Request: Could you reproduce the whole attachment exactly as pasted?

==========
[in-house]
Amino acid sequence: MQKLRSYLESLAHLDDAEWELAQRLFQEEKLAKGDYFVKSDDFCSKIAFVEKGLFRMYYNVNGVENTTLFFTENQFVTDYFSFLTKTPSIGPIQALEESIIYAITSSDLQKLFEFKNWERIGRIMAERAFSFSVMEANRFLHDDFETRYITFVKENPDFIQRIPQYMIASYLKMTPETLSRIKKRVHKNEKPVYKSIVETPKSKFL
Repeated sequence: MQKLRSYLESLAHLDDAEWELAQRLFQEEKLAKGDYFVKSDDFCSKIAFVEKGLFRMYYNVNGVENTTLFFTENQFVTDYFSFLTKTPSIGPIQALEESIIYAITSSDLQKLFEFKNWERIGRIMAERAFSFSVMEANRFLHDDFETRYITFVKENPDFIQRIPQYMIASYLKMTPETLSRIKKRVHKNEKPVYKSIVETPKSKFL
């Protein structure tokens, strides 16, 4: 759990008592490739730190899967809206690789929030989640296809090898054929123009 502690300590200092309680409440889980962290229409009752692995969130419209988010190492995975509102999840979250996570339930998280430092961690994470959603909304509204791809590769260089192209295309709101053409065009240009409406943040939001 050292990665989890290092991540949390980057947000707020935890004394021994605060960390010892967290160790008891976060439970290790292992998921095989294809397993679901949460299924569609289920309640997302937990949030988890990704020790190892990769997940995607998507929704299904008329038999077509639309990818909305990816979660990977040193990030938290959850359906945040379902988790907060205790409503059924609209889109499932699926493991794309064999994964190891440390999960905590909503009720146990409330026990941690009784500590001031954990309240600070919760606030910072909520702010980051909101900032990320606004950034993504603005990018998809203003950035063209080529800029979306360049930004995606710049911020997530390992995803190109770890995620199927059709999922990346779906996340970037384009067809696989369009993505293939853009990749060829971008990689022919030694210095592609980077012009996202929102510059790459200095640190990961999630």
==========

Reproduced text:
[in-house]
Amino acid sequence: MQKLRSYLESLAHLDDAEWELAQRLFQEEKLAKGDYFVKSDDFCSKIAFVEKGLFRMYYNVNGVENTTLFFTENQFVTDYFSFLTKTPSIGPIQALEESIIYAITSSDLQKLFEFKNWERIGRIMAERAFSFSVMEANRFLHDDFETRYITFVKENPDFIQRIPQYMIASYLKMTPETLSRIKKRVHKNEKPVYKSIVETPKSKFL
Repeated sequence: MQKLRSYLESLAHLDDAEWELAQRLFQEEKLAKGDYFVKSDDFCSKIAFVEKGLFRMYYNVNGVENTTLFFTENQFVTDYFSFLTKTPSIGPIQALEESIIYAITSSDLQKLFEFKNWERIGRIMAERAFSFSVMEANRFLHDDFETRYITFVKENPDFIQRIPQYMIASYLKMTPETLSRIKKRVHKNEKPVYKSIVETPKSKFL
């Protein structure tokens, strides 16, 4: 759990008592490739730190899967809206690789929030989640296809090898054929123009 502690300590200092309680409440889980962290229409009752692995969130419209988010190492995975509102999840979250996570339930998280430092961690994470959603909304509204791809590769260089192209295309709101053409065009240009409406943040939001 050292990665989890290092991540949390980057947000707020935890004394021994605060960390010892967290160790008891976060439970290790292992998921095989294809397993679901949460299924569609289920309640997302937990949030988890990704020790190892990769997940995607998507929704299904008329038999077509639309990818909305990816979660990977040193990030938290959850359906945040379902988790907060205790409503059924609209889109499932699926493991794309064999994964190891440390999960905590909503009720146990409330026990941690009784500590001031954990309240600070919760606030910072909520702010980051909101900032990320606004950034993504603005990018998809203003950035063209080529800029979306360049930004995606710049911020997530390992995803190109770890995620199927059709999922990346779906996340970037384009067809696989369009993505293939853009990749060829971008990689022919030694210095592609980077012009996202929102510059790459200095640190990961999630």